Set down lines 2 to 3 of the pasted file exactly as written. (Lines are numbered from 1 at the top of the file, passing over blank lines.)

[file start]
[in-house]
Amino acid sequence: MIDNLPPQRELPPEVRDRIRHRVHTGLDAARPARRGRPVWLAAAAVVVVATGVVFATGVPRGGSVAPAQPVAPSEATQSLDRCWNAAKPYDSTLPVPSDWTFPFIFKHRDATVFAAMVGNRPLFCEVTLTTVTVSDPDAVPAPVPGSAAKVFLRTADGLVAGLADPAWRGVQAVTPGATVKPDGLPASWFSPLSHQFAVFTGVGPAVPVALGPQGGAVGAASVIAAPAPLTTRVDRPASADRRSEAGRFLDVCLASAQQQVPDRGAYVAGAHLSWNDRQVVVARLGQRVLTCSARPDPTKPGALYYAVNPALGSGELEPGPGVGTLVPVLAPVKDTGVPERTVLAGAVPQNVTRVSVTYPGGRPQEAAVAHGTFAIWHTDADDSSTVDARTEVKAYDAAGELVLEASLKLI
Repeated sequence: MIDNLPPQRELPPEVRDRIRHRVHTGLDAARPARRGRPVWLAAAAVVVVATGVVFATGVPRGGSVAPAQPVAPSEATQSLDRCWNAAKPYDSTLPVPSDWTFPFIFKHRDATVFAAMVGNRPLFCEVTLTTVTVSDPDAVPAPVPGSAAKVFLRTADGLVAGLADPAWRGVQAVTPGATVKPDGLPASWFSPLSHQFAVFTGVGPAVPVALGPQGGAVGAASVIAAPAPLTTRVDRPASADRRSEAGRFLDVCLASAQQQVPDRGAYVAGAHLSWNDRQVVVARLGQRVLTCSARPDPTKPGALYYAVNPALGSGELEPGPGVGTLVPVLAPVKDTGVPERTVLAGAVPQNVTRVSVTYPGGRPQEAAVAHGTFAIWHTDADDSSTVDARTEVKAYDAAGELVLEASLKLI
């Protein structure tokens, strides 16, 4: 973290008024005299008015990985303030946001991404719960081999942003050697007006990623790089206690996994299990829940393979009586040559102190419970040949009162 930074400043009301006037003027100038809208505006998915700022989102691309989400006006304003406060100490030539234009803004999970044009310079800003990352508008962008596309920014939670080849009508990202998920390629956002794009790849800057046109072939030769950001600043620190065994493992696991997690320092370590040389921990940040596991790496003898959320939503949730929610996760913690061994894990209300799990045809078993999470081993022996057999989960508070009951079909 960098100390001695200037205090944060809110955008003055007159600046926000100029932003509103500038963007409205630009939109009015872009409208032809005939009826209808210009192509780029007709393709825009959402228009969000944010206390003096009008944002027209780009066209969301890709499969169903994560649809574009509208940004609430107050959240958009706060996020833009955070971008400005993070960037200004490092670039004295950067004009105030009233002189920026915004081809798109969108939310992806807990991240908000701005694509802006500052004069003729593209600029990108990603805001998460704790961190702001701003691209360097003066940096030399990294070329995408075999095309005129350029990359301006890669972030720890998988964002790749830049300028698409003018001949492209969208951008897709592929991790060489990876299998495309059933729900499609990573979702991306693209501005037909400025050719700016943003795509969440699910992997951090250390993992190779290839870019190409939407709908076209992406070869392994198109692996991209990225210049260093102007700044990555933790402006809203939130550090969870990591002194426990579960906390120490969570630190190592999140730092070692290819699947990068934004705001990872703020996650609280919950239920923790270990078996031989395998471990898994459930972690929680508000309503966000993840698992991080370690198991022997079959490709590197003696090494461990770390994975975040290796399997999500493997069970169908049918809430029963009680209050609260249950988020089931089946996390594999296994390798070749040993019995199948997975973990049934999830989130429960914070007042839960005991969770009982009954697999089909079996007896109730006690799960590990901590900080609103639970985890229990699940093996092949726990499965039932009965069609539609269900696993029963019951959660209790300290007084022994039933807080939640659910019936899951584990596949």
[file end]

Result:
Amino acid sequence: MIDNLPPQRELPPEVRDRIRHRVHTGLDAARPARRGRPVWLAAAAVVVVATGVVFATGVPRGGSVAPAQPVAPSEATQSLDRCWNAAKPYDSTLPVPSDWTFPFIFKHRDATVFAAMVGNRPLFCEVTLTTVTVSDPDAVPAPVPGSAAKVFLRTADGLVAGLADPAWRGVQAVTPGATVKPDGLPASWFSPLSHQFAVFTGVGPAVPVALGPQGGAVGAASVIAAPAPLTTRVDRPASADRRSEAGRFLDVCLASAQQQVPDRGAYVAGAHLSWNDRQVVVARLGQRVLTCSARPDPTKPGALYYAVNPALGSGELEPGPGVGTLVPVLAPVKDTGVPERTVLAGAVPQNVTRVSVTYPGGRPQEAAVAHGTFAIWHTDADDSSTVDARTEVKAYDAAGELVLEASLKLI
Repeated sequence: MIDNLPPQRELPPEVRDRIRHRVHTGLDAARPARRGRPVWLAAAAVVVVATGVVFATGVPRGGSVAPAQPVAPSEATQSLDRCWNAAKPYDSTLPVPSDWTFPFIFKHRDATVFAAMVGNRPLFCEVTLTTVTVSDPDAVPAPVPGSAAKVFLRTADGLVAGLADPAWRGVQAVTPGATVKPDGLPASWFSPLSHQFAVFTGVGPAVPVALGPQGGAVGAASVIAAPAPLTTRVDRPASADRRSEAGRFLDVCLASAQQQVPDRGAYVAGAHLSWNDRQVVVARLGQRVLTCSARPDPTKPGALYYAVNPALGSGELEPGPGVGTLVPVLAPVKDTGVPERTVLAGAVPQNVTRVSVTYPGGRPQEAAVAHGTFAIWHTDADDSSTVDARTEVKAYDAAGELVLEASLKLI